Bob feels we as a society have yet to learn to live in harmony with nature. “How to balance profit with preservation, but there are things people can employ to be less intrusive. All things in nature work, and we need to find our way to work with rather than against nature. Old Mother Earth will be anything she wants to be, no matter how much money engineers throw at her, because land and water are dynamic.”

    Steiger is single with two grown children, Bob and Kara. “Early in my career, we moved a lot until they begged me to remain in one spot long enough so they could graduate school without losing any more friends, and as a parent you do that for your children. Now that they are adults, I have that freedom again.” Toward that end, he will retire in 18 months: “I wish sometimes I could go past that date, but that is not how our system works. My job still excites me every day, though, and I did not want to just phone in my final year, so when this job opened, I happily applied as I am wired to pursue the next challenge!”

    Bob’s Significant Other lives in North Carolina, and his ultimate retirement destination is to join her. “That will be my escape to the mountains; it amazes me how people who grew up on the beach always want to move to the mountains, and how those folks always dream about moving one day to the beach.”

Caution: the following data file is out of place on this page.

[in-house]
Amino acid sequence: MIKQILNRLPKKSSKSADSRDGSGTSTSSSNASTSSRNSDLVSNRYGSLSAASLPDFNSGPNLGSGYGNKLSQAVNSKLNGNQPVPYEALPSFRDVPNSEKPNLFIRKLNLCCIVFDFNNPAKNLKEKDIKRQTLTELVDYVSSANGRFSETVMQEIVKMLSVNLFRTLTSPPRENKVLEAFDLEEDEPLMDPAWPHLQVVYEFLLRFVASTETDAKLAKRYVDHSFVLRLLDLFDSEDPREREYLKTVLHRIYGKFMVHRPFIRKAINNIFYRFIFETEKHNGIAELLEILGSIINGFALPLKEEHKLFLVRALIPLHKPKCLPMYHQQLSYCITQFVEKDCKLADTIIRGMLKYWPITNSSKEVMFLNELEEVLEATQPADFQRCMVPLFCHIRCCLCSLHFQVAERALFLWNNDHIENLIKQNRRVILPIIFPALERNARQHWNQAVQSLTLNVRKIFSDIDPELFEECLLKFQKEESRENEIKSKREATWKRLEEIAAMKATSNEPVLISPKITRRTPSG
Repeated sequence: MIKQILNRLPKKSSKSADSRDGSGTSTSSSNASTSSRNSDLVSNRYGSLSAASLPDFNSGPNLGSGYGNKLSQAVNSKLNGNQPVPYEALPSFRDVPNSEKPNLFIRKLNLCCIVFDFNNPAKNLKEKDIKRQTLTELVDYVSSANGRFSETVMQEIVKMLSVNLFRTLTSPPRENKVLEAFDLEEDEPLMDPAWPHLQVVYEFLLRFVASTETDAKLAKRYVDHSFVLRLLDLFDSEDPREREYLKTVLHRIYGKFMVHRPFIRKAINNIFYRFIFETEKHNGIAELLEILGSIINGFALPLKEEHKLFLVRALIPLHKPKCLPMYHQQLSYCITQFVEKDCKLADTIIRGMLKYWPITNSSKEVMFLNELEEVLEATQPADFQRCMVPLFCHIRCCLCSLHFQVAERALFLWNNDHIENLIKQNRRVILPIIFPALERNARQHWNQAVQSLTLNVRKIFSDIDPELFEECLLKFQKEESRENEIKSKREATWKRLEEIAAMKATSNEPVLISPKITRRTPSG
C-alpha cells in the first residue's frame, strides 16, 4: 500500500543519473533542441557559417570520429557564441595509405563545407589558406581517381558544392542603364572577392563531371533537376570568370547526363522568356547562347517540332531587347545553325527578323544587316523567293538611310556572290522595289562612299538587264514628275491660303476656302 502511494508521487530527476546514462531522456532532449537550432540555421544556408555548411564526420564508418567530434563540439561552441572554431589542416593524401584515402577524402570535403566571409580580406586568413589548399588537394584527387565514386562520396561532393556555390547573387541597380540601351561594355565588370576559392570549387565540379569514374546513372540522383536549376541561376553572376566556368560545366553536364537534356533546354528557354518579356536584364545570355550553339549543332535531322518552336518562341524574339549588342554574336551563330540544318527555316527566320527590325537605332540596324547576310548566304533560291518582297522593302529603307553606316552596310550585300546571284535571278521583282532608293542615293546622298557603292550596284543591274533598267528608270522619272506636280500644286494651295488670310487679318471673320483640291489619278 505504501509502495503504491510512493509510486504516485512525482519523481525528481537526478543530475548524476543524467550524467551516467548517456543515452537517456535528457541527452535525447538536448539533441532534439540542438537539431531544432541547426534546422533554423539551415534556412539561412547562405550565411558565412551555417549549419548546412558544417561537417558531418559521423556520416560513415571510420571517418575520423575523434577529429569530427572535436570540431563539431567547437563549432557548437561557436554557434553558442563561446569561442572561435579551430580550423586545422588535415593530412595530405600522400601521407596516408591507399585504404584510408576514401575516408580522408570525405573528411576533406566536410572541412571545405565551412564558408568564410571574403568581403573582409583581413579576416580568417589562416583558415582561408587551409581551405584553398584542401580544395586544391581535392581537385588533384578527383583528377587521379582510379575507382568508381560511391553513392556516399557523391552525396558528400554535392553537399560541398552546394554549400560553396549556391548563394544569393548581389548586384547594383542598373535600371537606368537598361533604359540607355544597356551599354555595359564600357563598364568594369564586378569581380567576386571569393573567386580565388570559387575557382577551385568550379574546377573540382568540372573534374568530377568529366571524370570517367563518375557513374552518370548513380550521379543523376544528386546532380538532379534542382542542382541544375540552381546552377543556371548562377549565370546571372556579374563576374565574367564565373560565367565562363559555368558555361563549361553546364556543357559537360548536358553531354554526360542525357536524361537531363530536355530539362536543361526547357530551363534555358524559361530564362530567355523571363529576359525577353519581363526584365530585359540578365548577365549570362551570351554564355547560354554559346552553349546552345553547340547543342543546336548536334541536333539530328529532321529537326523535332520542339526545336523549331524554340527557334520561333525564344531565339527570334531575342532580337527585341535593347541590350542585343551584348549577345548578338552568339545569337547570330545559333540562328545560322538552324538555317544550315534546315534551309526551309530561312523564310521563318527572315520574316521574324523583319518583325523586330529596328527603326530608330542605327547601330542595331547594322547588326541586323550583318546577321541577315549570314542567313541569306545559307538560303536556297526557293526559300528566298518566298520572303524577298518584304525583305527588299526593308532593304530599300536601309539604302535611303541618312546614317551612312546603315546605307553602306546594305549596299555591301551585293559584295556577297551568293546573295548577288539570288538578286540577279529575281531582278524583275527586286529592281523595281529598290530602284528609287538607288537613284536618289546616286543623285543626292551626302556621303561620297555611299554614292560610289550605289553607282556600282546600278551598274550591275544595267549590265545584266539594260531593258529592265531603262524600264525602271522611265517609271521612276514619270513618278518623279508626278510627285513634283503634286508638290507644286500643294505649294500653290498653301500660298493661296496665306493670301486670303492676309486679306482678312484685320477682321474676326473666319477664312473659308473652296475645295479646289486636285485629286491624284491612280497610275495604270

Wow! What a Neat Place!

    In the meantime, “I cannot wait to explore Fort Myers Beach! I am so glad to live here, and fortunately I have known some of my coworkers for years; assistant manager Matt Kruse and I are friends for about 17 years, and administrative assistant Katherine Bowron and I go back at least a dozen. My 6-year-old granddaughter recently visited from Alabama and saw Lovers Key for the first time. She just said ‘Wow! What a neat place – I want to stay and grow up here!’”

    Lovers Key is the second most-visited State Park in Florida, with its 1.2-million visitors second to only Honeymoon Island in Dunedin. “It is a delicate balance,” Bob says, “as that much visitation can literally love a park to death.”